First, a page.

Ser Barristan Selmy, aka Barristan the Bold war pardoned for serving under Aerys and selected as Lord Commander under Robert Baratheon. A cautious and respectful knight, he is exemplary of the virtues to which members of the Kingsguard should aspire. He was, however, the oldest member of the order at the time of King Robert’s untimely death. Even before the fateful boar hunt, Joffrey Baratheon had taken to calling him ‘Barristan the Old’. His dismissal from the Kingsguard is the first in the history of the Seven Kingdoms, as members of the Kingsguard are sworn to serve for the rest of their lives.

Courtesy HBO

Ser Jaime Lannister is a member of the Kingsguard whose history belies his spotless white cloak. It was Jaime, after all, who stabbed Mad King Aerys in the back during the sack of King’s Landing. Eddard Stark found the Kingslayer upon the Iron Throne while the city burned. Afterward, Robert Baratheon allowed Jaime to remain in the Kingsguard, a move partially motivated by the debt owed by Robert to Jaime’s father, Tywin Lannister. In the wake of Robert’s death and the subsequent shifting of power, Jaime has been named Lord Commander of the Kingsguard.

If you would like to know more, please consult the official HBO viewer’s guide or the Wiki of Ice and Fire (beware of spoilers). Also, if you find anything amiss or incorrect in these guides, please inform me.

A Beginner’s Guide to Westeros: The Night’s Watch

Courtesy HBO

The Game of Thrones is now showing on HBO. The production and promotion of this series has been fantastic, but not everyone tuning in may be familiar with the series of books upon which it is based. A Song of Ice and Fire, currently spanning four expansive novels, introduced us to the world of Westeros and provides a plethora of extensive information. Presented here is a bit of that information to help newcomers to this lush and living world get and keep their bearings. All information is presented free of spoilers and describe the circumstances at the beginning of the series…

The Wall was built some 8000 years ago, at the end of the Long Night when the Others and wildlings menaced the land of Westeros. Brandon the Builder laid the foundations along the heights anywhere he could. The result was a wall 800 leagues in length. Over the years it’s grown to 300 feet in height and enough width for several mounted knights to ride abreast in comfort. The men responsible for its growth are the same men tasked with guarding it and the realms to the south of it: the men of the Night’s Watch.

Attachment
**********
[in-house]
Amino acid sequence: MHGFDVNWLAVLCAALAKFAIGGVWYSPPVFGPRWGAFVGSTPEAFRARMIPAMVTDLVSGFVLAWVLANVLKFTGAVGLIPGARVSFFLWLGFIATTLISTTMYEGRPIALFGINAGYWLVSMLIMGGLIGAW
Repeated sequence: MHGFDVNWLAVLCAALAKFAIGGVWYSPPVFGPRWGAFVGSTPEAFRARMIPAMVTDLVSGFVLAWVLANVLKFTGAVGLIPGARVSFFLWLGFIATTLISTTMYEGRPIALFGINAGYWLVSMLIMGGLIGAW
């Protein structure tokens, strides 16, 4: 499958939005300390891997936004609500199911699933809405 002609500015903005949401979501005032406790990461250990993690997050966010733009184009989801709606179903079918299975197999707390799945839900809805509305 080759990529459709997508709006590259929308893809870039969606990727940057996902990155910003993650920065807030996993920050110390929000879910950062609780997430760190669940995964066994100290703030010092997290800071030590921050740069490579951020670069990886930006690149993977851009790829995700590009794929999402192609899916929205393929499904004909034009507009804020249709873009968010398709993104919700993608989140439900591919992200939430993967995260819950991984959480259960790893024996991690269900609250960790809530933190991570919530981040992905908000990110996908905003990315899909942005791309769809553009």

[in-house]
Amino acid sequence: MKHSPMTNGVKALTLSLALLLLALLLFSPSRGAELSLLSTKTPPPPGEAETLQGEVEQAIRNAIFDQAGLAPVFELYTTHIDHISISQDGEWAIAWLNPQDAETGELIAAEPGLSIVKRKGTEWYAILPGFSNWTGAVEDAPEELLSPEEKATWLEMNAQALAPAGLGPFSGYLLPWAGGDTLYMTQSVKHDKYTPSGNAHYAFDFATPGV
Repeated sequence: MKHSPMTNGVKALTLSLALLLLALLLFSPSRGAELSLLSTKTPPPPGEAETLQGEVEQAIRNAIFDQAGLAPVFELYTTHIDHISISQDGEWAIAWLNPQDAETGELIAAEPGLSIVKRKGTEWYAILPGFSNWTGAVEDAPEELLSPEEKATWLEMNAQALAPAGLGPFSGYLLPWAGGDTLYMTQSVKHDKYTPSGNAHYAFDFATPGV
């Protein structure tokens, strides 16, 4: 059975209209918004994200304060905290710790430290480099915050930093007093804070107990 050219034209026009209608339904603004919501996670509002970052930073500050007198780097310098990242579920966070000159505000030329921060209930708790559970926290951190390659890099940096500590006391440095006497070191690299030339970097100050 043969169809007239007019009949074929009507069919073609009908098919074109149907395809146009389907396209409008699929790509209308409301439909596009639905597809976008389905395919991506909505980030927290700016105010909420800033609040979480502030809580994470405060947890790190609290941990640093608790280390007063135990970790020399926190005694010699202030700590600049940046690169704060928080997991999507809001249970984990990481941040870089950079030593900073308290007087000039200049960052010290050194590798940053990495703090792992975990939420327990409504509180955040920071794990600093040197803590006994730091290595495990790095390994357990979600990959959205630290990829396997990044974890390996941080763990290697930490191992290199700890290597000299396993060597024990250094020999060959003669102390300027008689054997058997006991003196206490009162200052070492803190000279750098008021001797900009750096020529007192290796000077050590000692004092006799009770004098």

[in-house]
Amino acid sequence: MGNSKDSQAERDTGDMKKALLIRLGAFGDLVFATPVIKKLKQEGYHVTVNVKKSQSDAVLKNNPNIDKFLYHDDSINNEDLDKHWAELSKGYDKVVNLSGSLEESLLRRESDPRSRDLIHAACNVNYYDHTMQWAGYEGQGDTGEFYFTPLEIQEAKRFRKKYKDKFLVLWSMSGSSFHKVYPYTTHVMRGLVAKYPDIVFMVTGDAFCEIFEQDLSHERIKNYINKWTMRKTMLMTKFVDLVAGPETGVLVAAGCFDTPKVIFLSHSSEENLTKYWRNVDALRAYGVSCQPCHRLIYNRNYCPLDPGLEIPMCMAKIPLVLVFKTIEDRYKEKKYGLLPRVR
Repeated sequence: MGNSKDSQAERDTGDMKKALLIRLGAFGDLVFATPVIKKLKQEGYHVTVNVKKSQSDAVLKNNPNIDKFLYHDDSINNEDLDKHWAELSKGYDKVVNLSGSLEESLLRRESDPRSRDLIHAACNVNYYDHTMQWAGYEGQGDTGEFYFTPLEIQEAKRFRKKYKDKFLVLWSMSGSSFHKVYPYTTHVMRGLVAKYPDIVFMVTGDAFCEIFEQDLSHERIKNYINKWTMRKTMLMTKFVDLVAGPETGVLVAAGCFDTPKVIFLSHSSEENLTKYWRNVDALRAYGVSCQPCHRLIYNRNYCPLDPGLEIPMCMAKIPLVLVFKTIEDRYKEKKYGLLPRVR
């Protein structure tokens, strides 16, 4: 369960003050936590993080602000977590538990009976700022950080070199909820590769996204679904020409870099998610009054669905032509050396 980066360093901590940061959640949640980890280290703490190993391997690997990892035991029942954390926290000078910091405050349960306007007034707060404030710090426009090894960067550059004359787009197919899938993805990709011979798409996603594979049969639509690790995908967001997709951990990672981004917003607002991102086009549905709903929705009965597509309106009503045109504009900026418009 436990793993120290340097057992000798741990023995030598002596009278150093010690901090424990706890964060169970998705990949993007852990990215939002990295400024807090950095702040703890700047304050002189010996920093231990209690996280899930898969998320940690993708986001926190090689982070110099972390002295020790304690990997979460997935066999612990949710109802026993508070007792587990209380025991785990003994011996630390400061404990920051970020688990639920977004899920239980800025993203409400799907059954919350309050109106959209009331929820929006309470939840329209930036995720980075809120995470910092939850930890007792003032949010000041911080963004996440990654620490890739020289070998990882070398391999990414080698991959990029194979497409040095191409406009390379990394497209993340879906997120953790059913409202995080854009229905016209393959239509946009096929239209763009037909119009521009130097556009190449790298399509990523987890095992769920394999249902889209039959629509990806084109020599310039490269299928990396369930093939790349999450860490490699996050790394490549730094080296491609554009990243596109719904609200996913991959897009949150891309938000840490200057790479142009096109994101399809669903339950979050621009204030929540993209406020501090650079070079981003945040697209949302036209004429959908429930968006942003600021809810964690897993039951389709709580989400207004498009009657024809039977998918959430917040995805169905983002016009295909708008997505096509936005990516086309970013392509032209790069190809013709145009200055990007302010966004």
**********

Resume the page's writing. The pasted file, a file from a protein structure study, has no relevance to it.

Courtesy HBO
Two of the newest Brothers of the Night’s Watch – Jon Snow & Samwell Tarly

There was a time when the entire realm considered membership in the Night’s Watch a high honor, and accorded any Brother wearing the black every courtesy and comfort. However, times have changed. Now, taking the black is an alternative to punitive punishment for any number of crimes, as well as a means for those facing the machinations of cannier or more ruthless family members to escape and live just a little bit longer. What was once an elite brotherhood of dedicated, noble defenders is now largely composed of thieves, rapists, murders, cravens and ill-tongued schemers nearly hung by their own ropes.

Still, the core of the Night’s Watch remains noble and steadfast. Men of the North still hold the Watch in high regard, with lesser sons of noble houses taking the black out of obligation, duty or a sense of honor rather than as an alternative to losing body parts. A wise Lord Commander looks to these noble Brothers to assist in training new recruits and impressing upon them the nature of the oaths they will take, oaths that will change and ultimately end their lives.

The Night’s Watch is divided into three distinct paths. Rangers scout north of the Wall and are the martial arm of the Watch. Builders maintain the Wall and its various strongholds, from the Shadow Tower to Eastwatch-by-the-Sea. Stewards tend to the menial tasks of the Watch to keep it running and serve Brothers of higher rank when asked. All of them are necessary for the Watch to be maintained, especially as its numbers dwindle.

The oath that every Brother takes, from the basest criminal to the most noble sworn knight, is as follows:

Courtesy HBO